The universal irony of housing policy is that homes are hardest to build where they’re most in demand.
Thriving cities – above all, global cities – are especially challenging. The action is at the centre, but most of the undeveloped space is around the edge – meaning that expansion comes at the risk of sprawl, or else it doesn’t happen at, thereby driving housing costs to new heights.
However, as James Gleeson explains on his blog, there is one global city that has squared the circle: Tokyo.
“It’s well known that Japan’s population is falling, but less so that Tokyo continues to grow, adding around 940,000 people (an extra 7.5%) between 2005 and 2015. That means Tokyo, like many big cities around the world, has the challenge of how to ensure there’s enough housing to go around. But unlike most big cities around the world, Tokyo is actually meeting that challenge.”
The numbers prove it:
“Tokyo’s housing stock is growing very fast – roughly 2% a year, about twice as fast as that of Paris, London or New York…”
Is this being achieved through unlimited sprawl? Actually, one could argue the opposite:
“…the acreage devoted to housing in Tokyo grew by around 1.5% between 2006 and 2011, whereas the number of homes grew by 9.2%. On average there are around 110 dwellings per hectare of residential land in Tokyo, compared to roughly 60 in London as of 2005 (the last time similar land use statistics were collected).”
So densification, not sprawl… but does that come at the expense of living space? Well, the average size of a new home in Tokyo is a decidedly compact 65 m2, but that’s not as bad as it sounds:
“…what these figures on average dwelling size don’t tell you is that the average Tokyo resident has far more space today than they did fifty years ago. The reason is that the average number of people in a Tokyo household has plummeted over this period, from 3.6 in 1963 to 2.0 in 2013.”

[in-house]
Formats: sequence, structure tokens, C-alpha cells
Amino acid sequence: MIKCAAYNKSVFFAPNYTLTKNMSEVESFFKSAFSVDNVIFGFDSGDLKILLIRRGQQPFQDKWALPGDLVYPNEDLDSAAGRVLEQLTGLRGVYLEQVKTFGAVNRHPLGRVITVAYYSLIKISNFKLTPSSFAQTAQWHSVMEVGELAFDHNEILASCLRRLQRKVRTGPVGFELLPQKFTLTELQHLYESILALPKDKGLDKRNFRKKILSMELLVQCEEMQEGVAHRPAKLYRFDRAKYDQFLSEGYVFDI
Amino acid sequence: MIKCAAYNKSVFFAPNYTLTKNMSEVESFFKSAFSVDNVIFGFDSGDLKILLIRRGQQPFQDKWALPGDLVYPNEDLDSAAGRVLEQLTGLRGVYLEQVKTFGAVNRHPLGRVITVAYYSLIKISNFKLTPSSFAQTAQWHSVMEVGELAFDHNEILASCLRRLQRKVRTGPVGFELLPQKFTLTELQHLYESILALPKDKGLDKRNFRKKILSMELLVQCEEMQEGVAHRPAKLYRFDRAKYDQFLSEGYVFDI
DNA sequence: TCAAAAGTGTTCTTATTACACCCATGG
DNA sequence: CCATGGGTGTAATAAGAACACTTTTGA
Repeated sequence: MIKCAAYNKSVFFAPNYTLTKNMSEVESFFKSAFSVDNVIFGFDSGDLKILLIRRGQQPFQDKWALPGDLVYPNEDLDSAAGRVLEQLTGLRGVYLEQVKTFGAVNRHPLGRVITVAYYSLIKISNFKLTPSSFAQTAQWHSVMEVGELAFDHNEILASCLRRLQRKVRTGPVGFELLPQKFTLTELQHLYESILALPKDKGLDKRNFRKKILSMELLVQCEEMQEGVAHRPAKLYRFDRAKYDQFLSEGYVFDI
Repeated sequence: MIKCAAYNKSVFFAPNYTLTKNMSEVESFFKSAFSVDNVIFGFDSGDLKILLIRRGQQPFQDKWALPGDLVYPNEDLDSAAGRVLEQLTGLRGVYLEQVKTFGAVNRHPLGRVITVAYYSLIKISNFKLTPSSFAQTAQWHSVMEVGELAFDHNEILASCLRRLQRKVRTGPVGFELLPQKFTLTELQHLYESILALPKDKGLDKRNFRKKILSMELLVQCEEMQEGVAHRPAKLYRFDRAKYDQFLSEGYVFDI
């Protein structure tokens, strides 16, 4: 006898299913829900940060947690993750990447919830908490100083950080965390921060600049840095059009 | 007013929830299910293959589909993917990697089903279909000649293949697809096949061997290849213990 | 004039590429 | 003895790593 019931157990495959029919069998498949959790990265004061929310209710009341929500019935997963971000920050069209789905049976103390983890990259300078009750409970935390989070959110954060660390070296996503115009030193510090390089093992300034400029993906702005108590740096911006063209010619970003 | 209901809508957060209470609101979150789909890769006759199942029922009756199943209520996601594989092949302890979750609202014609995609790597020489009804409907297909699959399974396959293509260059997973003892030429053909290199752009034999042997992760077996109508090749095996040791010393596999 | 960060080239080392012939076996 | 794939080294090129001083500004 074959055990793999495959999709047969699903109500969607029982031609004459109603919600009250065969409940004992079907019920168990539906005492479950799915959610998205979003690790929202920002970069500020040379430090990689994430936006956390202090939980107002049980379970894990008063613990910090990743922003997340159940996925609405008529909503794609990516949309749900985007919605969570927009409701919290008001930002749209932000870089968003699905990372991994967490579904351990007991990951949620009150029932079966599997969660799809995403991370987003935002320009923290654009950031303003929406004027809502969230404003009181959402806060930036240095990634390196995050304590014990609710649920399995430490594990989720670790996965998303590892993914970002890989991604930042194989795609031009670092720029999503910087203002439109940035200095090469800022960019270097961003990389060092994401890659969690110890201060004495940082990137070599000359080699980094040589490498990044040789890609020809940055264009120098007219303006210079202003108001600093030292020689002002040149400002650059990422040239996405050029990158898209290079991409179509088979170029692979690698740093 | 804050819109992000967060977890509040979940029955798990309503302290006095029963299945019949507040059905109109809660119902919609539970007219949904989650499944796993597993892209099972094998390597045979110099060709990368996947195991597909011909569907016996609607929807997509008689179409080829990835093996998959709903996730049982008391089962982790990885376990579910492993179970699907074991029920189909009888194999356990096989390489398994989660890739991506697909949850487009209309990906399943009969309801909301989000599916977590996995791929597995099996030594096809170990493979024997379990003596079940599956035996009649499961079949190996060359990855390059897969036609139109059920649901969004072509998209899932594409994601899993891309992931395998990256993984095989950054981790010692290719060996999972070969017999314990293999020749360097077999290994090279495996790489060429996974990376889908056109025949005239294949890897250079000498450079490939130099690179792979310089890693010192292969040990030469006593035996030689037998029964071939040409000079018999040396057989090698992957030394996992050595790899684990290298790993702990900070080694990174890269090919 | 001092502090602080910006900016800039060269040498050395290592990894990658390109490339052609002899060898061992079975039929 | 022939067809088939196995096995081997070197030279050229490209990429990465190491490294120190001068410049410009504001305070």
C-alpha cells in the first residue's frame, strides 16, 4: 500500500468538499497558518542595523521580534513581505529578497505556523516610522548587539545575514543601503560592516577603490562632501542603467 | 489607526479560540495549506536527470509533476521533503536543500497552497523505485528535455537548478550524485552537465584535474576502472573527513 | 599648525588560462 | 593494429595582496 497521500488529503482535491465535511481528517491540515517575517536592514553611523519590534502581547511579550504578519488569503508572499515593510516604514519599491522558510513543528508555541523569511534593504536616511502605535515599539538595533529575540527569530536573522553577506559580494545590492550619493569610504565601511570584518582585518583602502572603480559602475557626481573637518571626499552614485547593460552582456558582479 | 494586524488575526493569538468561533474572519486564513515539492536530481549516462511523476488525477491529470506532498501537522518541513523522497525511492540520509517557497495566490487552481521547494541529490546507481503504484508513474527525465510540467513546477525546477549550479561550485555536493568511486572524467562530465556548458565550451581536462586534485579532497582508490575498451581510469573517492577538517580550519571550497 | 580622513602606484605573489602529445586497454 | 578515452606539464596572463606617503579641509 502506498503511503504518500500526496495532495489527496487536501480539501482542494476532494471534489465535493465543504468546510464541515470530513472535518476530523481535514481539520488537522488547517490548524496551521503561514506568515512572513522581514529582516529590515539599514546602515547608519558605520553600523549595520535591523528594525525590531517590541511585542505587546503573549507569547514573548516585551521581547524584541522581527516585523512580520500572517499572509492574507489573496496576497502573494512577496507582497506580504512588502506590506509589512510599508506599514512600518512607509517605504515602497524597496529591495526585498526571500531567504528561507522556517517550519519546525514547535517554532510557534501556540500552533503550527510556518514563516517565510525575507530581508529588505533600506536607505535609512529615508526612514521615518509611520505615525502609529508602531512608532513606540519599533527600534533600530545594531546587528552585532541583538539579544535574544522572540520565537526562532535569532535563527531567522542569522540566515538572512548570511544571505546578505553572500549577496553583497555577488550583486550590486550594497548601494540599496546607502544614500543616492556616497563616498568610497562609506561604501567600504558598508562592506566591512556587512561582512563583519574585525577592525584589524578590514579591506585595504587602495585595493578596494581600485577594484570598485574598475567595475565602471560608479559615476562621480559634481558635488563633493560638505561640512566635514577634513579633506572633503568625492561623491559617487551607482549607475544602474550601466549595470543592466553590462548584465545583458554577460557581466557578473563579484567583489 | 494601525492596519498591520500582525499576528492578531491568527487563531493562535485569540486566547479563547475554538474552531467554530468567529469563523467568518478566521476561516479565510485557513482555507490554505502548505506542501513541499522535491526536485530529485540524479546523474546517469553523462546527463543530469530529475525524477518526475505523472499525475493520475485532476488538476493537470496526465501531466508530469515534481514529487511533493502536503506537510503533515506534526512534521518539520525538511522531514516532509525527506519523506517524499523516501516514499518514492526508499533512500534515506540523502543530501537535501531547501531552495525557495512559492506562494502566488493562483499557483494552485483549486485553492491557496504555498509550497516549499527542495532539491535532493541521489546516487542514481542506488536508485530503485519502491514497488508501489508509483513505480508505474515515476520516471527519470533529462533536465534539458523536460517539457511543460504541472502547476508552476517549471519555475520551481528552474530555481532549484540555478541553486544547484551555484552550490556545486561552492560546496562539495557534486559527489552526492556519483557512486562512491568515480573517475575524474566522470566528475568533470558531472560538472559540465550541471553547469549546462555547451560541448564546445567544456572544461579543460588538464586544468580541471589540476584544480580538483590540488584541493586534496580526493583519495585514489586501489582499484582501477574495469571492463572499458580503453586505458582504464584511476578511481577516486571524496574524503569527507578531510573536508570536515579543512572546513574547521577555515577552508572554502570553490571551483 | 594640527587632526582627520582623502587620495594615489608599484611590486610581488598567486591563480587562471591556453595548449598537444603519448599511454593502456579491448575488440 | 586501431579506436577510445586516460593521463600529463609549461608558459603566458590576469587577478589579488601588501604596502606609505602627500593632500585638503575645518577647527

Whichever way you look at it Tokyo, is doing a lot better than comparable cities. Gleeson credits an “unambiguous Zoning code” and a national government that overrides local opposition to new development.
One might also look at Japan’s topography. Most of the country is mountainous, shaping a history of concentrated development on the coastal plains. Whereas the English worry about sprawl destroying the character of the countryside, the Japanese landscape imposes non-negotiable limits – as proven by the fact that forest covers two-thirds of this densely populated, highly industrialised, island nation.
Densification, therefore, is the only way forward – a strategy facilitated by the Japanese readiness to demolish buildings standing in the way of more efficient land use. In Tokyo “one home is demolished for every four new ones”.
If cities like London and New York want to build more homes, then they too need to make more use of the wrecking ball. That doesn’t mean destroying cityscapes of historical value.
After all, there’s quite enough low quality, low density post-war development to get rid of.